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Tobacco industry influence on the video game industry

Institution: University of California, San Francisco
Investigator(s): Patricia McDaniel, Ph.D.
Award Cycle: 2017 (Cycle 26) Grant #: 26IP-0048 Award: $299,582
Subject Area: Tobacco-Use Prevention and Cessation
Award Type: High Impact Pilot Award

Initial Award Abstract

Research demonstrates that viewing smoking scenes in movies is causally related to smoking initiation among adolescents and that the tobacco industry has played a key role in assuring that tobacco imagery is present in movies that appeal to adolescents and young adults. Less is known about the relationship between viewing smoking imagery in video games and smoking initiation; however, recent research demonstrates that tobacco imagery, including tobacco brands, is present in a substantial subset of games played by adolescents. Players and game designers agree that insertion of tobacco content allows messages to be rapidly conveyed about characters, including such tobacco-industry tropes as “coolness” and “rebelliousness.” Our preliminary analysis of internal tobacco industry documents suggests that tobacco companies have long understood the potential for video games to serve as promotional vehicles for their products among youth, and have cultivated relationships with video game makers. This project will fully explore these relationships, including examining tobacco company payments to video game makers and video arcade trade groups, and tobacco industry involvement in promoting the use of cigarette imagery and logos in video games. It will develop knowledge essential for creating policies to counter tobacco industry influence on the video game industry.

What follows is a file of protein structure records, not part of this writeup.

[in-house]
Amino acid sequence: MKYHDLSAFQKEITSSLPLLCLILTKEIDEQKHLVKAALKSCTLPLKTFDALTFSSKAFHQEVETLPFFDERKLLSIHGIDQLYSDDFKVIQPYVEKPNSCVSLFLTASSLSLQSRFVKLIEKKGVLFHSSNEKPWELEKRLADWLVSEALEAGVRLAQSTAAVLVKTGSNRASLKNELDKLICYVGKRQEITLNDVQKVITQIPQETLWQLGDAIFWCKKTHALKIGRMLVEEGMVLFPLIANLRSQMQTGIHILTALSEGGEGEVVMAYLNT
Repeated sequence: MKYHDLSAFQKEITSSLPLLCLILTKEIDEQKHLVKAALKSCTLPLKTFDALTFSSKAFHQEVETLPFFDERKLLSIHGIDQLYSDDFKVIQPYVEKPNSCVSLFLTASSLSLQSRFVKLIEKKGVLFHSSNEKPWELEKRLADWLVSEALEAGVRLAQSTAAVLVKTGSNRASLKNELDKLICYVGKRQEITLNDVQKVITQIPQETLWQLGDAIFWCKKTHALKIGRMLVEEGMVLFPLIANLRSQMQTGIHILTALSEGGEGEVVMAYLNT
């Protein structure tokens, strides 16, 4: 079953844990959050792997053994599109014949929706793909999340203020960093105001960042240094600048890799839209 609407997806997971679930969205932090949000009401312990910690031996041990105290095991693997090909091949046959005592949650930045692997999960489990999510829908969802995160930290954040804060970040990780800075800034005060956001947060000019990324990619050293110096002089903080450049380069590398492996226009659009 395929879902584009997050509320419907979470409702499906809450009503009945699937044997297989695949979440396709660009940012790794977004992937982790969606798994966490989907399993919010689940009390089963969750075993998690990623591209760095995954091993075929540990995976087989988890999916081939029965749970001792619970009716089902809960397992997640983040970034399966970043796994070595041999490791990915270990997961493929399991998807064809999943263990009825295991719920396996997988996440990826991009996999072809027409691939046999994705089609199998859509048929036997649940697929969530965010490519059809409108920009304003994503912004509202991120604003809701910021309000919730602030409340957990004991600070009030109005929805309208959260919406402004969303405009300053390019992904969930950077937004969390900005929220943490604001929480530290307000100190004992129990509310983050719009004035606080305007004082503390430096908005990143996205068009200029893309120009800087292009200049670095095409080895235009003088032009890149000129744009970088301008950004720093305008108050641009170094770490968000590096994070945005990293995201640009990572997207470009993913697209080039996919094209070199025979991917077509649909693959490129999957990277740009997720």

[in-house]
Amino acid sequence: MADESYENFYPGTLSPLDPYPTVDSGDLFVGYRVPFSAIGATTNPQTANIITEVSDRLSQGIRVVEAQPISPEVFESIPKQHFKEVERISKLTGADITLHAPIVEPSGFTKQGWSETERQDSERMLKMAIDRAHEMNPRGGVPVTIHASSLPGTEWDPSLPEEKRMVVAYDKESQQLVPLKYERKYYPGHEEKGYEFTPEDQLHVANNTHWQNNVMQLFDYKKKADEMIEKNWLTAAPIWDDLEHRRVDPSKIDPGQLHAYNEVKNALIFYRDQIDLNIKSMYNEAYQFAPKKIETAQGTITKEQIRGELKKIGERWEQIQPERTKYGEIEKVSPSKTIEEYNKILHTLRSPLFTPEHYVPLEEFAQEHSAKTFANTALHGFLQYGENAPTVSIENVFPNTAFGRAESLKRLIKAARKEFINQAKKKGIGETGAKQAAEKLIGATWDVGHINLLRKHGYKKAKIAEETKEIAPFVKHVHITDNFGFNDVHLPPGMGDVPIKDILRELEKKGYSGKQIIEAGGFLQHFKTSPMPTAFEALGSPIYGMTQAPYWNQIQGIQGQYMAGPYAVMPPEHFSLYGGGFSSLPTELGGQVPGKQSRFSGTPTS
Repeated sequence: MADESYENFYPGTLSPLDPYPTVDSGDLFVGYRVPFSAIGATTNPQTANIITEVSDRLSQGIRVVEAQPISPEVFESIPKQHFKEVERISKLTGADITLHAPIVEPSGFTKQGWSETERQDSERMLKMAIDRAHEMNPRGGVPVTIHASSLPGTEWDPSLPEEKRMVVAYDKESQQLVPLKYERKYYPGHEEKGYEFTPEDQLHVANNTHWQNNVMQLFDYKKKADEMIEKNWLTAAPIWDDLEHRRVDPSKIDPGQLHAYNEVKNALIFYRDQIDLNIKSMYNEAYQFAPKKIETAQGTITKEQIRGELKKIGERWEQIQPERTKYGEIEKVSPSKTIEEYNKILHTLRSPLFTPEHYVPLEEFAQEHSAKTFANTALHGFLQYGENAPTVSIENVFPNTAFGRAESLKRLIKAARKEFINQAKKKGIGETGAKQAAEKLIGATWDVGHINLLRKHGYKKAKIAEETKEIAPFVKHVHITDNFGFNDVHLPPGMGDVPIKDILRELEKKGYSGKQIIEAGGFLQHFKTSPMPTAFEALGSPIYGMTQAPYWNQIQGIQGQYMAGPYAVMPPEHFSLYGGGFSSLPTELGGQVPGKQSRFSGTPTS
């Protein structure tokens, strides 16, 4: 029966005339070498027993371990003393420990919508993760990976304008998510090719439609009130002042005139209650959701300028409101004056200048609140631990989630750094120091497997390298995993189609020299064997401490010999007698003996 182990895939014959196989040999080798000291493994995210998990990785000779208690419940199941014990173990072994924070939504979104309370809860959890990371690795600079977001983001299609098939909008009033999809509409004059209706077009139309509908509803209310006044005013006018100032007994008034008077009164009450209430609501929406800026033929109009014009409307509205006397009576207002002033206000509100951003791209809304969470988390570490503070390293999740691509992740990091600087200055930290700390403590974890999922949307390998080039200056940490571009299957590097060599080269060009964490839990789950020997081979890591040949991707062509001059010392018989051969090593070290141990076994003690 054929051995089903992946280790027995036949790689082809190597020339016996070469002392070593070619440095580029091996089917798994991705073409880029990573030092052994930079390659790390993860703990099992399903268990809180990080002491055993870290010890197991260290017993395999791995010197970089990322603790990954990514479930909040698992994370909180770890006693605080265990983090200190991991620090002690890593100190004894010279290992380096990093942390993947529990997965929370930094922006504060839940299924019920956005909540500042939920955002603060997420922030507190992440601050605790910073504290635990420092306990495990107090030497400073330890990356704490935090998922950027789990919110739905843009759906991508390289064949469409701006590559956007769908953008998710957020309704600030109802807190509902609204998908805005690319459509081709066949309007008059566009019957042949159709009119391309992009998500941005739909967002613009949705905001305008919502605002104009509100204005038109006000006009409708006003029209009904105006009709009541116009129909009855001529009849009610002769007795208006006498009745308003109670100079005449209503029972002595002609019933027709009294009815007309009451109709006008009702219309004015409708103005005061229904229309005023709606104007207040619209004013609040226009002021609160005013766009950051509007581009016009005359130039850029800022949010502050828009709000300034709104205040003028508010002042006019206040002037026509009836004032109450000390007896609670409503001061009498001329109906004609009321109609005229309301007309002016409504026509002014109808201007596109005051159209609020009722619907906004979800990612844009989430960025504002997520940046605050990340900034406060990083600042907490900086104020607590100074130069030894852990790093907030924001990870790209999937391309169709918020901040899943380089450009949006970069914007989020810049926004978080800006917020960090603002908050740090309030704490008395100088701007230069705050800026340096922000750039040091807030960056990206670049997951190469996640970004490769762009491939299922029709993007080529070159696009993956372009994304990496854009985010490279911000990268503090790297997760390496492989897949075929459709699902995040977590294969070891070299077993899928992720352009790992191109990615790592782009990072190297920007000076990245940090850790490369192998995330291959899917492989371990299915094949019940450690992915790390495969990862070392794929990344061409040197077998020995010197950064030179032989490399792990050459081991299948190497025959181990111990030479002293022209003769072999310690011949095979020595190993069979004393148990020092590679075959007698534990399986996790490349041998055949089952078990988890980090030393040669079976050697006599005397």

Specific aim: Retrieve and analyze tobacco industry documents in order to describe the relationship between the tobacco industry and the video game industry. Ours will be the first study to address the relationship between the tobacco industry and the video game industry. As such, it will provide valuable knowledge that can be used to inform policies to minimize the use of video games as promotional vehicles for tobacco products.